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Business technology is highly dynamic, evolving rapidly with emerging innovations, pop cultures, business trends, and countless other influences including IT security. Not to mention the ever-growing complexity and fragility of digital systems. These are big problems for organizations relying on digital solutions to run their everyday business processes. In our line of work, we've seen many entrepreneurs make all sorts of mistakes regarding IT hardware, software, services, and operations.
IT setups are extremely sensitive. Even the slightest mistake can have devastating consequences. Let's look at the costliest mistakes IT professionals and business owners make and how you can avoid them:
Some entrepreneurs invest heavily in business, logistical, and financial planning without giving much thought to their IT strategy. An IT plan guides you on utilizing the available IT resources to achieve long-term and short-term business goals. It tells you the best IT investments and decisions depending on what you want to accomplish. A solid IT plan covers the following areas:
Cloud computing is one of the fastest-growing business tech solutions today. Flexera's 2022 State of the Cloud Report shows sharp upticks in cloud adoption, utilization, and investments among small and large companies in just the last year.
The cloud brings you powerful computing resources that would otherwise be out of reach, and for just a mere fraction of the cost. Moving your workloads to the cloud also minimizes your IT footprint and the associated risks, cutting IT costs and complexities. Plus, the cloud alone can open doors to so many progressive opportunities, such as workplace flexibility, secure data management, robust communications, distributed workforce, and more.
Dismissing the cloud as just another fad is one of the most regrettable IT mistakes you could make. Yet, adopting the cloud can be as easy as switching from software licenses to software-as-a-service (SaaS) products or migrating on-premises servers to hosted platforms.
Cybercrime is an inevitable risk when working with data systems. Threat actors are relentless in their quests to sabotage business operations, steal corporate data, and defraud individuals and organizations through increasingly sophisticated cyberattacks. In fact, cybercrime has escalated to a national security concern with government agencies, including the Canadian Security Intelligence Service (CSIS) and Communications Security Establishment (CSE), warning Canadian organizations of the growing threat.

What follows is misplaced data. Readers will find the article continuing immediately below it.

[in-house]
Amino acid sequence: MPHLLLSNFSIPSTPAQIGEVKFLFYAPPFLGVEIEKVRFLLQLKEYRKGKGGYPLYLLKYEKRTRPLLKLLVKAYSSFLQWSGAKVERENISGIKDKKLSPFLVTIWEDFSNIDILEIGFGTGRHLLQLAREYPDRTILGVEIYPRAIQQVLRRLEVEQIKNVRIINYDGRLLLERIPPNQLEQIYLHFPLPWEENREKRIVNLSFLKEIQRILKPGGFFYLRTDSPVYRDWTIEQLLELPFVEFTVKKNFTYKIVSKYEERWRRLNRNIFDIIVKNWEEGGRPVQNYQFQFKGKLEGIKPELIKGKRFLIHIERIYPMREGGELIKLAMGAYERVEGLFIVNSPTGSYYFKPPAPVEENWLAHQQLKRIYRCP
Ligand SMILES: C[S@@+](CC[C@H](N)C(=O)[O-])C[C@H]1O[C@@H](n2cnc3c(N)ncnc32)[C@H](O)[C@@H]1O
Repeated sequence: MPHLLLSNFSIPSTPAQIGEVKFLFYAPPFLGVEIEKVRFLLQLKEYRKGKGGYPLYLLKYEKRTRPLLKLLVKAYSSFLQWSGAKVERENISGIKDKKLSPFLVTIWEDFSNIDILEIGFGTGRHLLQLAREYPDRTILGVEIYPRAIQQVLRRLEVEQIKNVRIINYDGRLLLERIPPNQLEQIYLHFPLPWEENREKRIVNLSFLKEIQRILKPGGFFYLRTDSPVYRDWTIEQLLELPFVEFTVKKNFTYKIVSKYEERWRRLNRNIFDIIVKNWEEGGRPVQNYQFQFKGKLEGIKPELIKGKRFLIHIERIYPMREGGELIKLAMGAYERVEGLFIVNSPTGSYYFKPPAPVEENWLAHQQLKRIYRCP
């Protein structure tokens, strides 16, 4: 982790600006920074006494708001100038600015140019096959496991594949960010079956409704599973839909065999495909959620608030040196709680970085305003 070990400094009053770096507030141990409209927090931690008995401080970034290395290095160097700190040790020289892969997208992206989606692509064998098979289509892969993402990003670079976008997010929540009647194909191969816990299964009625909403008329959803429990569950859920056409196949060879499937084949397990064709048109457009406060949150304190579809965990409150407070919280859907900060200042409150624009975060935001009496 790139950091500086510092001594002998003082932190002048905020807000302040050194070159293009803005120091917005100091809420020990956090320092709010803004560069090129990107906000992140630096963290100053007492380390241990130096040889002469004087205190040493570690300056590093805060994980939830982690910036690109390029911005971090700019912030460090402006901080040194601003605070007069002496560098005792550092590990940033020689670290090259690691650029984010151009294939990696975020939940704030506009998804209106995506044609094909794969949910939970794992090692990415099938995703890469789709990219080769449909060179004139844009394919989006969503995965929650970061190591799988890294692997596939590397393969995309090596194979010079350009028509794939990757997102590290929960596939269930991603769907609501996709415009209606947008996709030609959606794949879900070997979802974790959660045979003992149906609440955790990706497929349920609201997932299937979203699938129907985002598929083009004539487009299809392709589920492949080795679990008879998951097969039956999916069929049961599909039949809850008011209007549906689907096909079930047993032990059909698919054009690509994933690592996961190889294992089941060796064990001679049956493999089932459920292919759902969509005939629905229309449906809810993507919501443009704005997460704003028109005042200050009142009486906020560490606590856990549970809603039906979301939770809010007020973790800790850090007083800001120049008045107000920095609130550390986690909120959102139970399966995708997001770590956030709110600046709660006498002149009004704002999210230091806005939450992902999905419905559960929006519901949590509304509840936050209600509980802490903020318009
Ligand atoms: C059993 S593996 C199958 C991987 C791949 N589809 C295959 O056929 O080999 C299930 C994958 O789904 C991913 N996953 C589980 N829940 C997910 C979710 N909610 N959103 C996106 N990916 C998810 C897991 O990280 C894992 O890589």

These are not baseless warnings either. A single data breach can set you back $4.24 million and ruin your business reputation and customer trust. So, ensure you tick every item in the cybersecurity checklist, including:
Do you have a reliable data backup system? Without it, you're exposing your organization to unnecessary risks. A data backup and disaster recovery system guarantees data availability at all times. Data is such a vital business asset that its fate cannot be left to chance. Keeping a data backup protects data integrity even after a cyberattack, accidental deletion, hardware/software failure, natural disaster, or IT outage.
Backing up data is a crucial cybersecurity practice. More than that, it plays a big part in business continuity planning.
The tech world is a complicated space. And the fact that things change so drastically and rapidly makes figuring out the business IT landscape all the more difficult. Running a business and keeping a close eye on IT at the same time can be overwhelming. For example, you have to find the right resources, implement them, and continually check that they run properly. You also have to take care of security, compliance, licenses, IT labour, etc. — it's an endless list.
But why do all this alone when an IT expert could help you out? That's what we do here at Highway 99. We lighten the load for entrepreneurs through professional managed IT services. Our team of experts does all the heavy lifting so you can focus solely on running the business without worrying about making IT mistakes. Book a consultation session today to learn more about our IT solutions.